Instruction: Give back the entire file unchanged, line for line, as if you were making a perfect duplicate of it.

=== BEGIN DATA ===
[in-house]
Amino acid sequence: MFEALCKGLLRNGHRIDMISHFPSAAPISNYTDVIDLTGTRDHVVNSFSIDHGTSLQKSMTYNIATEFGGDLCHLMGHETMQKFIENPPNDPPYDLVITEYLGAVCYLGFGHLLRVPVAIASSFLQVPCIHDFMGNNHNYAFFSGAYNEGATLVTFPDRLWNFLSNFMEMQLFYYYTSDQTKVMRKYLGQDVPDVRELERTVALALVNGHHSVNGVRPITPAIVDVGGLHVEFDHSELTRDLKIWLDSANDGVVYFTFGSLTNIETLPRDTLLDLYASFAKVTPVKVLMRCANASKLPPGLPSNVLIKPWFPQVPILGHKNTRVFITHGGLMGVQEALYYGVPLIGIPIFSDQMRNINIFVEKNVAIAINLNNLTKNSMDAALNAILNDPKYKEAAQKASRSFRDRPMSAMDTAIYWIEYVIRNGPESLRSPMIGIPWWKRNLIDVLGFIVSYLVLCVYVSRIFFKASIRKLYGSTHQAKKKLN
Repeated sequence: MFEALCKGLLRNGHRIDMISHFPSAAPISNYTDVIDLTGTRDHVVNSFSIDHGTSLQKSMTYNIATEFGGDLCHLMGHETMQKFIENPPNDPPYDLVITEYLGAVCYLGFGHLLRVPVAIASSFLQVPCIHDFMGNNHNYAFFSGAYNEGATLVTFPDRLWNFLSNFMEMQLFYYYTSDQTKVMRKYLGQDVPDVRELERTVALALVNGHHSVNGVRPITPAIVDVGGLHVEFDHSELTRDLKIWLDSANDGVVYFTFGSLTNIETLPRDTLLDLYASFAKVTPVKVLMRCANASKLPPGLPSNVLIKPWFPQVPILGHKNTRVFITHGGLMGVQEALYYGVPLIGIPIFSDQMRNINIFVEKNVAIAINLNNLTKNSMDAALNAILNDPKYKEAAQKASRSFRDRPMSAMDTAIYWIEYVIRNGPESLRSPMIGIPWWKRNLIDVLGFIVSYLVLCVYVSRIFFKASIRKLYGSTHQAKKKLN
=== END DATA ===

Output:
[in-house]
Amino acid sequence: MFEALCKGLLRNGHRIDMISHFPSAAPISNYTDVIDLTGTRDHVVNSFSIDHGTSLQKSMTYNIATEFGGDLCHLMGHETMQKFIENPPNDPPYDLVITEYLGAVCYLGFGHLLRVPVAIASSFLQVPCIHDFMGNNHNYAFFSGAYNEGATLVTFPDRLWNFLSNFMEMQLFYYYTSDQTKVMRKYLGQDVPDVRELERTVALALVNGHHSVNGVRPITPAIVDVGGLHVEFDHSELTRDLKIWLDSANDGVVYFTFGSLTNIETLPRDTLLDLYASFAKVTPVKVLMRCANASKLPPGLPSNVLIKPWFPQVPILGHKNTRVFITHGGLMGVQEALYYGVPLIGIPIFSDQMRNINIFVEKNVAIAINLNNLTKNSMDAALNAILNDPKYKEAAQKASRSFRDRPMSAMDTAIYWIEYVIRNGPESLRSPMIGIPWWKRNLIDVLGFIVSYLVLCVYVSRIFFKASIRKLYGSTHQAKKKLN
Repeated sequence: MFEALCKGLLRNGHRIDMISHFPSAAPISNYTDVIDLTGTRDHVVNSFSIDHGTSLQKSMTYNIATEFGGDLCHLMGHETMQKFIENPPNDPPYDLVITEYLGAVCYLGFGHLLRVPVAIASSFLQVPCIHDFMGNNHNYAFFSGAYNEGATLVTFPDRLWNFLSNFMEMQLFYYYTSDQTKVMRKYLGQDVPDVRELERTVALALVNGHHSVNGVRPITPAIVDVGGLHVEFDHSELTRDLKIWLDSANDGVVYFTFGSLTNIETLPRDTLLDLYASFAKVTPVKVLMRCANASKLPPGLPSNVLIKPWFPQVPILGHKNTRVFITHGGLMGVQEALYYGVPLIGIPIFSDQMRNINIFVEKNVAIAINLNNLTKNSMDAALNAILNDPKYKEAAQKASRSFRDRPMSAMDTAIYWIEYVIRNGPESLRSPMIGIPWWKRNLIDVLGFIVSYLVLCVYVSRIFFKASIRKLYGSTHQAKKKLN